Using surfing as therapy for disaffected and disadvantaged children

Mental health and young people

The Wave Project works with young people, aged 8 to 21, who have been identified as being at risk of or diagnosed with a mental health issue, learning difficulty or physical disability; for example ADHD, Autism, anxiety and depression. In some cases, their problems are exacerbated by self-harm, challenging behaviours, eating disorders or other coping mechanisms. Whilst each young person is affected differently, they often share:

  • Exceptionally low confidence
  • Poor self-esteem and self-image
  • Lack of self-belief
  • Isolation from their peers, social exclusion
  • Feel stigmatised/labelled

The young people will already be working with and are referred to us by professional services, such as psychologists; Child and Adolescent Mental Health; social services or crisis teams. 

Recent evidence has shown that a child with good mental health is much more likely to have good mental health as an adult, and to be able to take on adult responsibilities and fulfil their potential. (Young Minds, 2014). Therefore, early prevention and intervention work with young people is key.Wave Project logo

Surfing as therapy

The Wave Project offers fully funded surf therapy courses which are proven to help young people feel calmer, more motivated and better about their future. Sessions are delivered by professional surf instructors and supported by a team of local volunteer surf mentors.

Young people work at their own pace to overcome challenges and develop a sense of pride in their achievements. There is no pressure to succeed, our instructors and surf mentors work to create an atmosphere of support and positivity.

Over time, we see the young people change from isolated and shy ….to more engaged, confident and happy. The ethos of acceptance, support and learning to overcome challenges, alongside the revitalising effect of being in the sea, is a unique and powerful combination that really does transform lives.

After completing their course, the young people are welcome to join the Wave Project surf club. The clubs provide longer-term support and friendship, helping to reduce isolation. With over 325 members we’re one of the largest surf clubs in the UK. Although we mainly go surfing, we also run a variety of winter activities from beach cleans to surfing Santa's Christmas parties. 

For young people and their families who are finding life hard, the Wave Project gives them a sense of identity and becomes a significant part of their lives.

Kids waving hands in surf

The Wave Project

In 2010 the local NHS Trust in Cornwall funded a six-week pilot scheme to examine the benefits of surfing on the emotional health of young people. The results showed that going surfing once a week helped clients feel more confident, improved their outlook and gave them a sense of fun. Encouraged by the results, The Wave Project was established in 2011.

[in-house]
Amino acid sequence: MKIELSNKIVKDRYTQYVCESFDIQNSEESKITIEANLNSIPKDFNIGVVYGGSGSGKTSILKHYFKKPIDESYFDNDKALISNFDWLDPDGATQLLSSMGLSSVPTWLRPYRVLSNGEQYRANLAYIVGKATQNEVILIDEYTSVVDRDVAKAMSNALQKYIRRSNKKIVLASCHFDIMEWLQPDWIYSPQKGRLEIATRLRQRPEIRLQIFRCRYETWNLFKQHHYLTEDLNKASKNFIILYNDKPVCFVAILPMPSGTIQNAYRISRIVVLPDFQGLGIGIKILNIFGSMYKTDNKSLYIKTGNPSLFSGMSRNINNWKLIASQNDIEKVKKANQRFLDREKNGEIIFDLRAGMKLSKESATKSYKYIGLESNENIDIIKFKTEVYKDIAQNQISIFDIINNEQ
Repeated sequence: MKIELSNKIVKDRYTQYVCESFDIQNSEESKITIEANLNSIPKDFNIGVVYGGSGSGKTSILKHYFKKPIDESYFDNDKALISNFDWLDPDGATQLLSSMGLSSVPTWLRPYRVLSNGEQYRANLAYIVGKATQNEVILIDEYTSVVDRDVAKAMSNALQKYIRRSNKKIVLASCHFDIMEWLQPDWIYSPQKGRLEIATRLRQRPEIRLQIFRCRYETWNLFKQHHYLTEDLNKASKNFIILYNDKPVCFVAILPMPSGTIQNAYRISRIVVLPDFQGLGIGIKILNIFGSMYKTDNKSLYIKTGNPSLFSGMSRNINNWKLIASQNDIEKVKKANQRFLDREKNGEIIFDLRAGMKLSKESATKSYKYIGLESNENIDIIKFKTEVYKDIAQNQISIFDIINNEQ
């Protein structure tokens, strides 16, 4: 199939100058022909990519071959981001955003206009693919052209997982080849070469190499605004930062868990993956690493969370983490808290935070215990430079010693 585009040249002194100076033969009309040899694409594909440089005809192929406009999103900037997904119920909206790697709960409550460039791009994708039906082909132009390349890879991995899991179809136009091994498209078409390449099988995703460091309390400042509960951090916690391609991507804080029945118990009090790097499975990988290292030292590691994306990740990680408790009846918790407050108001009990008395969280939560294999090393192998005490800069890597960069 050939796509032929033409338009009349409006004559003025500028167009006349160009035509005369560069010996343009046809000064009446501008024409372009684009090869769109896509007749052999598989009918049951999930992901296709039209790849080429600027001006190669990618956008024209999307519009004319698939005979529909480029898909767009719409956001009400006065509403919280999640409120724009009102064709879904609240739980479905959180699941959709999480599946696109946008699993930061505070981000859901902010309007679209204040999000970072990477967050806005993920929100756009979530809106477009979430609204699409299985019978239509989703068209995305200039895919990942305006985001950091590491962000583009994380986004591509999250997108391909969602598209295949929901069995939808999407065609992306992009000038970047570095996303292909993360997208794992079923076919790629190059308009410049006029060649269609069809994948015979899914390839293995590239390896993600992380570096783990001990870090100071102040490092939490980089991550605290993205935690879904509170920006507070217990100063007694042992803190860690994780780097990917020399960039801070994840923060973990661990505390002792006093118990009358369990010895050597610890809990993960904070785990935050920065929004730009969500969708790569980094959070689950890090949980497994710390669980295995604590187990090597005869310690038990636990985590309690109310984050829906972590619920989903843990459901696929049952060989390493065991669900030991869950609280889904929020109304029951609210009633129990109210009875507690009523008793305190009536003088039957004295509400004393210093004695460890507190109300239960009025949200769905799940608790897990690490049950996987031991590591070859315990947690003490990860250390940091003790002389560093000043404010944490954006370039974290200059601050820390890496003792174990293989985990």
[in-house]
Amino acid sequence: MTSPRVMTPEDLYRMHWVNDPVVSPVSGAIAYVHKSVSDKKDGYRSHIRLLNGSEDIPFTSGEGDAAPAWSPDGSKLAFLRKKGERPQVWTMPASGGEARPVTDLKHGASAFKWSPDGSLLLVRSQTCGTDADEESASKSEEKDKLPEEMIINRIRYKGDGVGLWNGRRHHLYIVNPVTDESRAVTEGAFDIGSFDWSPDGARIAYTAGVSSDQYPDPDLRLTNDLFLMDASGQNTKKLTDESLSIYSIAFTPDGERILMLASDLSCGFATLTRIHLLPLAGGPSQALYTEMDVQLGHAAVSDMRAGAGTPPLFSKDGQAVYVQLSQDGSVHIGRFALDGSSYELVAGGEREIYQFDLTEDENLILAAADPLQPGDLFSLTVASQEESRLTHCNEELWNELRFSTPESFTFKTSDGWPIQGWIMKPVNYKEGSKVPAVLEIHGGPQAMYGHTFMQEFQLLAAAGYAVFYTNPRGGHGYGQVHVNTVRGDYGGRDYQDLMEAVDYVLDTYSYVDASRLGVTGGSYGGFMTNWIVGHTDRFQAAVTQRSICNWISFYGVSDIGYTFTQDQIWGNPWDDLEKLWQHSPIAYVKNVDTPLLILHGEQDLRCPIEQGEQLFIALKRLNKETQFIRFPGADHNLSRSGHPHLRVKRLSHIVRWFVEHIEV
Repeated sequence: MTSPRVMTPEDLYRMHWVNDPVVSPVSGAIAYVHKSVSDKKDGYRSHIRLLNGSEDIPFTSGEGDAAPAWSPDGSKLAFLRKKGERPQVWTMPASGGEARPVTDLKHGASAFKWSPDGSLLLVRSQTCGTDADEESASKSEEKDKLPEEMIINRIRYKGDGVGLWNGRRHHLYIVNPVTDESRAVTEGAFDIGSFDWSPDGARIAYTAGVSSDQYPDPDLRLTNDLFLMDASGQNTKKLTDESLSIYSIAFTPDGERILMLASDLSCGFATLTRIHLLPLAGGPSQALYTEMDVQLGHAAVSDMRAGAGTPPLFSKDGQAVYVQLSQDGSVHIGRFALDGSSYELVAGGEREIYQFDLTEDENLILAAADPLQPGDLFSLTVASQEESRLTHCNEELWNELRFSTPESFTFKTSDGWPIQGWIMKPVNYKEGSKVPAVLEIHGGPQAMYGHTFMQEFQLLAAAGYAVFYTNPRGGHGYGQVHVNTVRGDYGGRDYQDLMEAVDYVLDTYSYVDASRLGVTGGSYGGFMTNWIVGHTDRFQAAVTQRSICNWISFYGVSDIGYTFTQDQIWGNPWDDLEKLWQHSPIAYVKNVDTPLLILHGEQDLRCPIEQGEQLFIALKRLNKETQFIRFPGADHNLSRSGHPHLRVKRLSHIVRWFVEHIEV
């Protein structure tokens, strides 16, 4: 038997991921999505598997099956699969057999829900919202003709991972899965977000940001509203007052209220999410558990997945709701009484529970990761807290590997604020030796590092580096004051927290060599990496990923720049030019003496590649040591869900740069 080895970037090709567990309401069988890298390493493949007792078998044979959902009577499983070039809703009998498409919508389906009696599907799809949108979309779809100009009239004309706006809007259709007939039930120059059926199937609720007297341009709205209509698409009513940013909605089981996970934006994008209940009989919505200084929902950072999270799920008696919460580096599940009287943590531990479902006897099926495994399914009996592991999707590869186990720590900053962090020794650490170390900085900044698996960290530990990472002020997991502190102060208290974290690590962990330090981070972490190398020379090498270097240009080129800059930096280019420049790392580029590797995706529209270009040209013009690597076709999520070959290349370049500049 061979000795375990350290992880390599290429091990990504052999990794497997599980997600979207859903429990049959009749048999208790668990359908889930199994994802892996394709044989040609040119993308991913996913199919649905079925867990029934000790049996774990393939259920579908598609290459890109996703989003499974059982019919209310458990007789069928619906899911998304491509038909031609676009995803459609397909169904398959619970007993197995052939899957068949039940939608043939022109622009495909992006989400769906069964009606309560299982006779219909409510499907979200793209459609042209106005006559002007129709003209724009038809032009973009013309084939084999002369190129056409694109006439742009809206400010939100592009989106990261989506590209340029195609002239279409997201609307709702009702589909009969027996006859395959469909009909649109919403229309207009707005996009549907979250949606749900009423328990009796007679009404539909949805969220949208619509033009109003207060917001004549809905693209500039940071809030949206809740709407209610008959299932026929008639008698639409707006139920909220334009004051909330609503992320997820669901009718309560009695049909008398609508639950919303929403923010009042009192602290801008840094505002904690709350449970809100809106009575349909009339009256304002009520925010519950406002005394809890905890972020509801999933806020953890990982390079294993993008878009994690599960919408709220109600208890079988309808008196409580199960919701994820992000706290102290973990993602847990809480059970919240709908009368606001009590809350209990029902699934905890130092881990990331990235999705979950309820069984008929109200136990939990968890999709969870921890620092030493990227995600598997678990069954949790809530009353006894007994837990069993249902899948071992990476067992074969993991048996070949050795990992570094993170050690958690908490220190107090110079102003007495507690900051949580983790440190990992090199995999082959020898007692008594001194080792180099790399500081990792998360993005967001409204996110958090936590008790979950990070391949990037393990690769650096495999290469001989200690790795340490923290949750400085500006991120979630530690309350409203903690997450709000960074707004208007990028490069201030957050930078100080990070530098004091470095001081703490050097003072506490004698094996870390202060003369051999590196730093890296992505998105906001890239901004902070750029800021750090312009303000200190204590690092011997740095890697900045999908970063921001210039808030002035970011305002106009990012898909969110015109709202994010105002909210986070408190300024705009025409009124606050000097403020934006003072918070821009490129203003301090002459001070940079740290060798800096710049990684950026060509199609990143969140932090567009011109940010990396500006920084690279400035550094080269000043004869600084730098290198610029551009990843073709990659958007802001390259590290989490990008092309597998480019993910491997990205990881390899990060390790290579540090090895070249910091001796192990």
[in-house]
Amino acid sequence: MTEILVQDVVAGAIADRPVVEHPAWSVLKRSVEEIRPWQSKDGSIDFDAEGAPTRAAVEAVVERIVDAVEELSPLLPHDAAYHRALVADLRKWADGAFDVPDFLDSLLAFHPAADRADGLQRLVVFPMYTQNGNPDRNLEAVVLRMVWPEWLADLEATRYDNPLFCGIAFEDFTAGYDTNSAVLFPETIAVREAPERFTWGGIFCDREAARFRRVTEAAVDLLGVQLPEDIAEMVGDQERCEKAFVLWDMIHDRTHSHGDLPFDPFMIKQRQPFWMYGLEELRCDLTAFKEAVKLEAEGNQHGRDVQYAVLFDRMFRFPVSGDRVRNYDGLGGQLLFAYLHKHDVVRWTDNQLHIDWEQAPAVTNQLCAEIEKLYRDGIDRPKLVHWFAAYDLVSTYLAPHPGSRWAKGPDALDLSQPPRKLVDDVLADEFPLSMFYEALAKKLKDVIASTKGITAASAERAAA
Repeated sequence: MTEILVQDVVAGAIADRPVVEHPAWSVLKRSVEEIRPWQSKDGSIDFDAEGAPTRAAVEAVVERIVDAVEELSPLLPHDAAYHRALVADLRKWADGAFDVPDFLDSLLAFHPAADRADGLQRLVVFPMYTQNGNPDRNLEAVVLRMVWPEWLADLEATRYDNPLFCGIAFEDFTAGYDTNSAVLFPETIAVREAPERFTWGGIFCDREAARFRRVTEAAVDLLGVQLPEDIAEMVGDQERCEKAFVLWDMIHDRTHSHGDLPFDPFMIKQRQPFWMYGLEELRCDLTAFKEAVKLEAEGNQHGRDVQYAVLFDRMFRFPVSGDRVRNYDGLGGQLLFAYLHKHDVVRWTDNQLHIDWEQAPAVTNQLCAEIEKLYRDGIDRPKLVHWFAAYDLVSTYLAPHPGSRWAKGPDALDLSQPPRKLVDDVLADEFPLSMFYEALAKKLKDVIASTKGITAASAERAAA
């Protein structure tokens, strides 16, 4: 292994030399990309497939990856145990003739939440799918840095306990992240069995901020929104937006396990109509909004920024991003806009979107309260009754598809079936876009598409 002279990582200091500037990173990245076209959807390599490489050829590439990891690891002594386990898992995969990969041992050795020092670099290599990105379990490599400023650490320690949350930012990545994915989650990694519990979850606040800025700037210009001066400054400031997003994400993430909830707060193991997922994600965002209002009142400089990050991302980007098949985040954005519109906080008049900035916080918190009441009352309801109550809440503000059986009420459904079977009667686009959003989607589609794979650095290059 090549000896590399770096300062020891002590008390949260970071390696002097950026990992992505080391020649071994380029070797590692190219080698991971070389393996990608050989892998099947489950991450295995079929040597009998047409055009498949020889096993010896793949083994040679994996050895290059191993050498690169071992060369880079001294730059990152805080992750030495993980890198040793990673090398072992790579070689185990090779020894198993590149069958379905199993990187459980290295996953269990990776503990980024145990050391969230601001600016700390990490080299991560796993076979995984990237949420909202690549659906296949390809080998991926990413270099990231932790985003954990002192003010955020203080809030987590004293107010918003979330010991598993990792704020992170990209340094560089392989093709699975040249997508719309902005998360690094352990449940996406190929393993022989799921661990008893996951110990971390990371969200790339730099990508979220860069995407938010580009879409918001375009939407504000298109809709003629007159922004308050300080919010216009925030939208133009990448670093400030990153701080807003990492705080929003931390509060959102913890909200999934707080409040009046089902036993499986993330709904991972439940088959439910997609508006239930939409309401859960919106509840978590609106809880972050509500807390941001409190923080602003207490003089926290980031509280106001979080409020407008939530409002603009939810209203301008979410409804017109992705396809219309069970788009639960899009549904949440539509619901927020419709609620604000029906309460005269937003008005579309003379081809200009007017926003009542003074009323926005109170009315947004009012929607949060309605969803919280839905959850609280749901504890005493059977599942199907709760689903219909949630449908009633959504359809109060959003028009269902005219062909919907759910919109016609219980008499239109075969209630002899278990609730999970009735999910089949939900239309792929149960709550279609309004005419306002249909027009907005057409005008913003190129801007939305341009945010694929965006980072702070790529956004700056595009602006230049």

The Wave Project is now an award winning UK charity that helps young people experience a better life through surfing. Our work has been hailed as an innovative and accessible way in which to help young people improve their mental health and well-being.

The charity has since expanded out of Cornwall to support young people in Devon, Dorset, Isle of Wight, Brighton and Scarborough in the North East. We also have active projects in East Scotland and across Wales.

With only a small staff team of 15, our work is largely dependent on our community of over 300 volunteers, who helped to transform the lives of over 800 vulnerable young people during 2016.

Changing Lives

Ana Bella started her Wave Project journey in May 2016 and what a journey it has been! She immediately took to surfing and was up on her feet on the first session riding the waves like a pro! Ana is 12 and has a diagnosis of ADHD and undergoing screening for Autism. Before she started surfing she was having serious anger issues, anxiety, low self-esteem, lack of confidence and generally having a really tough time.

“The moment she started surfing, she could not wait for Sunday’s – she has never been that enthusiastic about anything before! There was never a problem with her leaving the house to go surfing, she was super comfortable with her peers and instructors, which I had also never seen before.

She has made some friends (something that is really hard for her to do), gained confidence, enthusiasm and her self-esteem has grown. Ana is now un-medicated and a lot happier, although of course the symptoms are all still there, she can deal with them better than before.

I too have made some really great friends with some of the other parents-  a welcomed outlet to talk with others that not only empathise but sympathise.

She can’t wait to get back in the water and see everyone – neither can I." Ana Bella’s Mum

The Wave Project website ->